It is also crucial to analyze the fund’s investment strategy and whether it follows an active, passive or hybrid approach. In our example above, the Vanguard fund is comprised of four index funds that are designed to mirror an index. The Fidelity fund is comprised of several actively managed funds, of which each has its own track record. In this context, it becomes important to take note of historical performance. For active management, prior performance of the fund in good and bad years should guide your future expectations; while for passive management, it’s important to keep tracking error over time and conduct peer comparison.

Understanding the fund’s glide path will help you to decide if the fund is capable of helping you achieve your investment goals. For example, will a portfolio of 70% bonds be enough to sustain your retirement spending capacity after the age of 73? Or does the glide path meet your risk tolerance needs, especially during the early years when the portfolio is invested primarily in stock?

Before you jump into choosing a target-date fund, you should factor into your analysis how the fund’s glide path is supposed to be managed over time, whether passive/active strategy adopted by the fund is right for you and what portion of your target-date fund should be actively/passively managed.

The Bottom Line

Performing an in-depth analysis of the fund’s current composition, as well as its glide path, will help you decide if a particular target-date fund is the right fit for both your investment goals and risk tolerance. To a large extent, the glide path of a target-date fund is useful in explaining how the asset allocation would change given your specific requirements.

However, be aware of the fact that not all target-date funds are made the same due to the different investment strategies of each fund company. Some are passive, like Vanguard’s or actively managed, like Fidelity’s.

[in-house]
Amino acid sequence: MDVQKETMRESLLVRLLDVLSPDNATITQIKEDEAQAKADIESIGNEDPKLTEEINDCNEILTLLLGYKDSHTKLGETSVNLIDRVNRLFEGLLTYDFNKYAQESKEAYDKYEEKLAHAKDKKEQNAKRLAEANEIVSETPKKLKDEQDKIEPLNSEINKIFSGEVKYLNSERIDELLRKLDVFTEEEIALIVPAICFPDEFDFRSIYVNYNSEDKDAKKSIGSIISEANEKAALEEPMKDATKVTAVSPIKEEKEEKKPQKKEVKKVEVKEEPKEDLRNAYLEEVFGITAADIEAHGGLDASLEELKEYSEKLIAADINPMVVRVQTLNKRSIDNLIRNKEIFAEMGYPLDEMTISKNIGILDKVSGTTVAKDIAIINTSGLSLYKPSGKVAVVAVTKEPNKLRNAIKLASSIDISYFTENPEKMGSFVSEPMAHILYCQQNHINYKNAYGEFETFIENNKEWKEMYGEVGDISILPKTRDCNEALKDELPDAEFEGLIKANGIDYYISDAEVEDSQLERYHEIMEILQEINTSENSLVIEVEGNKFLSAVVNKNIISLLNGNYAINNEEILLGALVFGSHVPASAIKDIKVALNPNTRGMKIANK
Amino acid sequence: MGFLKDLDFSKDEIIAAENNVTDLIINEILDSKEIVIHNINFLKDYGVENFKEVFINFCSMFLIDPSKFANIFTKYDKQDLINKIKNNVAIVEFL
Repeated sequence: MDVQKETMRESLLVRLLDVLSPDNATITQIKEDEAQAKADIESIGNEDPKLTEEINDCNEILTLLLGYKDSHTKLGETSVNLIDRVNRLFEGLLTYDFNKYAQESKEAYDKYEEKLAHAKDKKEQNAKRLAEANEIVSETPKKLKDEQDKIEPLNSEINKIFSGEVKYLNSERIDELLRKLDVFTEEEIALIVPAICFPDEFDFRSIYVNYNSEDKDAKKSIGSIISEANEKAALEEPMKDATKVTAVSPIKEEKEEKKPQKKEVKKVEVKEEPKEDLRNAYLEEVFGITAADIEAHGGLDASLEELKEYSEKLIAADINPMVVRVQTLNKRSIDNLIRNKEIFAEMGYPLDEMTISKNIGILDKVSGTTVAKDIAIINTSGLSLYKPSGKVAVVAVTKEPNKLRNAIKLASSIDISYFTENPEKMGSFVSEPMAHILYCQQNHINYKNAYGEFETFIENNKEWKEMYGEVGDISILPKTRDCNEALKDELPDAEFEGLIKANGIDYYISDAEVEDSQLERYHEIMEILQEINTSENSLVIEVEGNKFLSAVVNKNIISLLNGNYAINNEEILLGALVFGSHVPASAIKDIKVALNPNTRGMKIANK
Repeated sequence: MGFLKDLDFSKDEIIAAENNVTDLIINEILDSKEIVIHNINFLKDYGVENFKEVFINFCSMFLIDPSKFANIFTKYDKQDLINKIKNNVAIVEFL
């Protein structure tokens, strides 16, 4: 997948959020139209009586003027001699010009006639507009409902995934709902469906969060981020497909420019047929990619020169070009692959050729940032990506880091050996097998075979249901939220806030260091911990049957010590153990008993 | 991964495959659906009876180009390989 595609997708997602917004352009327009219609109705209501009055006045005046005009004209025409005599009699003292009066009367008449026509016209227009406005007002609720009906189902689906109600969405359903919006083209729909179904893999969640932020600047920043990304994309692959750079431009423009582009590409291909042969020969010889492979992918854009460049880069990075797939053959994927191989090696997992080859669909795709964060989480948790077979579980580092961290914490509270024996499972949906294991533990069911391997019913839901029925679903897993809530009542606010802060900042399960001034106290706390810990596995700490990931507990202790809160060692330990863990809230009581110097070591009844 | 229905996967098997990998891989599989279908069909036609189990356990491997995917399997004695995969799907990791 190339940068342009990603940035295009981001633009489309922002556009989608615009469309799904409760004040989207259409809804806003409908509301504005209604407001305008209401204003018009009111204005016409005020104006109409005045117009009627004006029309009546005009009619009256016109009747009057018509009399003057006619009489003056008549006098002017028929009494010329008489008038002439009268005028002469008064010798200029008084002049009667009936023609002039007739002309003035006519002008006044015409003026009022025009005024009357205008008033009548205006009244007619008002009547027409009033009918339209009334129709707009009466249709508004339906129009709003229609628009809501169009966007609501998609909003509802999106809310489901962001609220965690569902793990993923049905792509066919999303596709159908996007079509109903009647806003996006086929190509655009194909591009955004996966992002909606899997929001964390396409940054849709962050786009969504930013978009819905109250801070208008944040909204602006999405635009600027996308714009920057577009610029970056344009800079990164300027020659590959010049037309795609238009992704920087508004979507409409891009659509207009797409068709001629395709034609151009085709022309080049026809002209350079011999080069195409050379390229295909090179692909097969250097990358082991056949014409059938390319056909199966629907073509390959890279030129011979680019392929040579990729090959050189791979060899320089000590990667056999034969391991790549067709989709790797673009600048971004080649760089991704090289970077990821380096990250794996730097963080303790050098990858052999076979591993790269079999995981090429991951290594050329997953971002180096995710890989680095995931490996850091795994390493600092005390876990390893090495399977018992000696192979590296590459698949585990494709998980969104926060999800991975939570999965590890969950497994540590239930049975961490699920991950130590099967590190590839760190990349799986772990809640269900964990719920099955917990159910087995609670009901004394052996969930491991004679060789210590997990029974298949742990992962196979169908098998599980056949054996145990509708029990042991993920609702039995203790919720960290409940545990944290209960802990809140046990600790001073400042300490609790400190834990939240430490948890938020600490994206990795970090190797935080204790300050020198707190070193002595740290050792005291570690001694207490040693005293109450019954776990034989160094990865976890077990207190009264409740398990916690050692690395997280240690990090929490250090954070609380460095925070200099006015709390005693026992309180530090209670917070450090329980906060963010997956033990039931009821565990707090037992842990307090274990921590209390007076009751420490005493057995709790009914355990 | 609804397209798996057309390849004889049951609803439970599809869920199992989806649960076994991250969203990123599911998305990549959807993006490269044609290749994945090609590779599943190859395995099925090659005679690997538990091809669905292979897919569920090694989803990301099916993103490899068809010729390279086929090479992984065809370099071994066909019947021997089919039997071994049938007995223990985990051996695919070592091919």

Be sure to follow our Target-date Funds section to make the right investment decision.


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Investment over time

Know the Composition of Your Target-Date Fund Over Time

With thousands of mutual funds available to the average investor, choosing the best option can be a difficult task. Target-date funds are a simpler option for the investor who wants an all-in-one diversified investment vehicle. These are now available at almost every major investment company. Besides, these have also seen growing preference inside retirement plans like 401(k)s.
Since target-date funds are constantly rebalancing over time, we’ll highlight throughout this article the importance of knowing a fund’s structure in comparison to its peer group.

Finding the Right Asset Allocation Among Similar Target-Date Funds

In order to better understand how similar target-date funds can significantly differ in performance because of a varying asset allocation mix over time, let’s consider the following example.

To compare the differences in asset allocation and glide paths between funds, the following three 2055 target-date funds are being compared.

Note: Each fund has the purpose to help someone planning to retire in 2055, or 39 years from now.

Fund Expenses and Asset Management Strategy Is Key

In the example above, the three 2055 target-date funds have the same objective, yet they can produce very different returns. This warrants an analysis of the funds’ compositions and glide paths.

Consider this. The Vanguard fund adjusts its asset allocation between only four index funds, making this passive strategy a cost-effective one with a mere 0.16% expense ratio. On the other hand, Fidelity and Schwab funds use an active managed approach with a mix of both index funds and actively managed mutual funds in other asset classes.

One disadvantage of such a hybrid strategy can be higher expenses. For instance, the Fidelity fund allocates assets to a broad variety of asset classes (i.e. mid cap, small cap, real estate, emerging markets and floating rate instruments), bringing its expense ratio to 0.77%. Given this, you might want to know what asset allocation really means for mutual funds.

So if you like taking risk and have enough confidence in the stock market’s long-term performance, you can go for Schwab’s more aggressive strategy. On the other hand, if you happen to have a low risk appetite, the Vanguard fund would be the better option because of its lower allocation to stocks.

Understanding the ‘Good’ and ‘Bad’ of Historical Performance